Of all the cities in England, there’s a connection between Liverpool and Ireland that stretches far beyond the players who have represented Everton and Liverpool.
During Liverpool’s glory years, Aer Lingus was their main airline taking them all over Europe, until the English club ban following the Heysel disaster in 1985.
Peter Robinson, who was Reds chief executive that year, explained to the Irish Examiner how the link with Aer Lingus came about.
“The club had first entered European competition in August 1964 and during my first season at Anfield, 1965-66, they were using scheduled flights including those operated by BEA, which later became British Airways,” he said.
“The problem with being tied to scheduled flight times was that you could end up being away for two, three or, in the case of Iron Curtain trips, four days. So I suggested to the board that we should charter our own flights, so that we could travel at times to suit us and drastically reduce time spent away.
“Memories of Manchester United’s Munich disaster on a charter in 1958 were still fresh in people’s minds so, quite understandably, there was some resistance to my suggestion, including from the manager, Bill Shankly. Eventually, though, the board agreed to my suggestion to charter and I asked several carriers to quote me prices. In the 1966-67 season we had a KLM charter to Romania to play Petrolul Ploesti and a BEA charter to Amsterdam to play Ajax.
“The reason we switched to Aer Lingus was down to Jim Kennefick, who was in charge of the company’s new office in Liverpool. Jim’s a charming man who became a friend of mine and, later, joined the club staff as supporters’ liaison officer. He used to come to Anfield to see me and usually after my secretary had gone home, ensuring that he’d get in to see me! He told me what Aer Lingus could offer and we decided to go with them not because of friendship but because they quoted us the best price.”
Liverpool’s first charter trip into Europe with Aer Lingus was on a propeller Viscount for the opening Fairs Cup game in Malmo in September 1967, the launch of a long and successful link with the Irish carrier.
“It proved to be the start of a very enjoyable and efficient relationship,” added Robinson. “And Bill Shankly and the training staff were very pleased that by using charters we could drastically reduce our time abroad to just one night.
“Although the opposing club in Europe had to allow you to train at their stadium the night before the game, some could be awkward and make things difficult. So we decided on a pattern of the players training at Melwood in the morning before flying out early afternoon so that they didn’t need a session at the stadium on the eve of the game. We honed our European travel to a fine art.”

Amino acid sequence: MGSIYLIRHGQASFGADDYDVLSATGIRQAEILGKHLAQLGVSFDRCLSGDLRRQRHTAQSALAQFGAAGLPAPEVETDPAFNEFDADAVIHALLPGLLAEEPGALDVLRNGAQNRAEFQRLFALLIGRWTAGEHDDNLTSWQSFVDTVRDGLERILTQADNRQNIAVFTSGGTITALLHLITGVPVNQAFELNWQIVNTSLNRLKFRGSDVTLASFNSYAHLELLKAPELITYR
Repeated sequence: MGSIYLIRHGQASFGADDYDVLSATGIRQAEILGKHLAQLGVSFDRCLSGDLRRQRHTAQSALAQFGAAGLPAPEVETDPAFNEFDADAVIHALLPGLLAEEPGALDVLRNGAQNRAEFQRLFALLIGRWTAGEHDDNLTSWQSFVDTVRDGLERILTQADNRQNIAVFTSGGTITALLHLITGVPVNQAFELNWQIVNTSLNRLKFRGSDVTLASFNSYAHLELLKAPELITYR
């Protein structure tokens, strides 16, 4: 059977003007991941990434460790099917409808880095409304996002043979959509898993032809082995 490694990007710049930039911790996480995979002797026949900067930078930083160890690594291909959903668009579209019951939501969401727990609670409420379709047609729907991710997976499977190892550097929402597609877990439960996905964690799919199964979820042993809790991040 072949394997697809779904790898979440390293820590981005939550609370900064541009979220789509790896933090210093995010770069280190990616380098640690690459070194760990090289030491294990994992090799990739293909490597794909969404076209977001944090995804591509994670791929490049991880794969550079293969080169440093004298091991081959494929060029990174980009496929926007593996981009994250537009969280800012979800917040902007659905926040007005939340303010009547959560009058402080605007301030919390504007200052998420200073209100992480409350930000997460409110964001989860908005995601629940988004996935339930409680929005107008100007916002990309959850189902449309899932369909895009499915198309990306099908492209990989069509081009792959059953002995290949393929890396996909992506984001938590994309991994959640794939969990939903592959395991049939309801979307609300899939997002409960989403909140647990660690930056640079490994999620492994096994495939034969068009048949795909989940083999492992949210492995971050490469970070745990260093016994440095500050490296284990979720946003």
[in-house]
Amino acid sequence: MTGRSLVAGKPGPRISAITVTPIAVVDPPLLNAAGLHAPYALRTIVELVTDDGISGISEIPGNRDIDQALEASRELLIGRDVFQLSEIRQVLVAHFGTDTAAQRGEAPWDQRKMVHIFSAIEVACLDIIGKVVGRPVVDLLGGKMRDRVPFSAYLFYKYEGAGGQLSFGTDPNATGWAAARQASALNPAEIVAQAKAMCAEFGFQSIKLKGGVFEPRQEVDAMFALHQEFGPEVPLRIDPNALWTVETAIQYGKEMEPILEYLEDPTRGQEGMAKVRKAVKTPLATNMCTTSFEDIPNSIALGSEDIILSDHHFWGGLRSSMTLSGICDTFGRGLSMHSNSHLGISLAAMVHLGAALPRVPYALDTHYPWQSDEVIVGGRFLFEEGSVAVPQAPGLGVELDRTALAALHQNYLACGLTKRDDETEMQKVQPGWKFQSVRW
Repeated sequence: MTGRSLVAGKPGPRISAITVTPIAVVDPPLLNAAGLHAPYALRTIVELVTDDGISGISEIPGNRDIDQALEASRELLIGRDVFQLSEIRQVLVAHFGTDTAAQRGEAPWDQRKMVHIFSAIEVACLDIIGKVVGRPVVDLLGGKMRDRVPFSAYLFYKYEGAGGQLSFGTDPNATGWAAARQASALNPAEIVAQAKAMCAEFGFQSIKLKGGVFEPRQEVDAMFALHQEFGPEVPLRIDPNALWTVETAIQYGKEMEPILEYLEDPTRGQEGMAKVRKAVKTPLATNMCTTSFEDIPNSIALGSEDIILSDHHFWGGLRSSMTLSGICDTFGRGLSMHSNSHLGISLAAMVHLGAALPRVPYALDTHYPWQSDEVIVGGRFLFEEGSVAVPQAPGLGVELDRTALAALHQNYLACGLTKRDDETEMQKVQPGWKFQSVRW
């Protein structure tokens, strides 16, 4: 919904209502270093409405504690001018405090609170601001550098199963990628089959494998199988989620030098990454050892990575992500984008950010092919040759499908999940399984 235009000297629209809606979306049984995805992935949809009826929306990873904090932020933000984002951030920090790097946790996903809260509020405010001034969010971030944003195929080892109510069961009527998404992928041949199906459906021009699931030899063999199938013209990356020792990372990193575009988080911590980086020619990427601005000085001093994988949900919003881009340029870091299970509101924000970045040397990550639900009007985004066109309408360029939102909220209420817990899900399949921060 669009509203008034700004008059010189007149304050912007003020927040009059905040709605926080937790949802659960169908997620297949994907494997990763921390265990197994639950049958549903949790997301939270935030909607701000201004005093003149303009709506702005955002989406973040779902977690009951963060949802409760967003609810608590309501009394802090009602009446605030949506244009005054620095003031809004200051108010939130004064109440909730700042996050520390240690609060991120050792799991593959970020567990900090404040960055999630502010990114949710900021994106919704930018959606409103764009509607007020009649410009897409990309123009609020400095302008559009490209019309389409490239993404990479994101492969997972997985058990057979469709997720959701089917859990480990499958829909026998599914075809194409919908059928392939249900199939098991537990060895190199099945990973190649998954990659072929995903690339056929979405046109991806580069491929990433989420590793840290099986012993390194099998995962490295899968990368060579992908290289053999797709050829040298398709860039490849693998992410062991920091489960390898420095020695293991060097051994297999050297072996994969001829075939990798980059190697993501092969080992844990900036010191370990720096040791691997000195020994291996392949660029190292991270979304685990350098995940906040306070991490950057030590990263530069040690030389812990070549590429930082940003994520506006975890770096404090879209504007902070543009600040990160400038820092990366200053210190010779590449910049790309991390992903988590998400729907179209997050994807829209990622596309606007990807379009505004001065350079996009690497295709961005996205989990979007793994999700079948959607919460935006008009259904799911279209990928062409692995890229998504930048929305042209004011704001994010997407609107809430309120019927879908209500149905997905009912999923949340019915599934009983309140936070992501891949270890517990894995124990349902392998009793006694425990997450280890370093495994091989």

Captain Barney Croghan was the chief pilot for the majority of LFC’s continental adventures with Aer Lingus
“Initially I wasn’t interested in football,” he says. “Rugby was my game. But my son was a mad keen Liverpool fan and I took him to a match.
“While at Anfield we met Peter Robinson and got chatting about an upcoming Uefa Cup game with Dynamo Dresden. He asked if I’d be interested in taking the flight and when they put in the order he requested me as pilot. Then I travelled over to the home leg at Anfield too.
“That was 1976 and I was immediately hooked on LFC. From then on I went to lots of games through work and as a fan. There were even times when I wasn’t on duty but I’d still put on my uniform and get on the plane, just to go to the match. I’d be down the back handing out food and drinks to the press lads, directors and players.
“The players were supposed to sit up near the front, but Jimmy Case and Ray Kennedy claimed to be nervous fliers and asked if they could be seated near the back because they’d read it was the safest place to be. Coincidentally it meant Bob Paisley, Joe Fagan and Ronnie Moran couldn’t see what they were doing.
“Over the years I got to know a lot of the players very well. Graeme Souness even bought me a bottle of champagne for my 40th birthday.
“Aer Lingus always looked after the travelling party very well. There was plenty of fine food and some nice drinks on the return journey. It was a very warm relationship between the airline and LFC.
“Naturally other airlines wanted the business, transporting the champions of Europe was very prestigious. I think some of them complained about the set-up because they felt an English club should go with an English airline. Technically, I think they were correct. We didn’t have permission to fly into Liverpool from Dublin and pick up passengers. However the arrangement continued for a long time.
“It was so good that when Liverpool came to Dublin to play in friendlies, which they did quite regularly, a lot of the airline staff would go along. After one of those Kenny Dalglish got separated from the rest of the squad so I drove him to the hotel where the players were having a night out. On the way we found ourselves going in the wrong direction on a one-way street. A Garda stopped us and he didn’t look too impressed until he spotted my passenger. Immediately he halted the traffic and waved us through.
“LFC became a big part of my life. I went to the European Cup finals and watched them play all over the continent. It was a wonderful time for the club and for me.”
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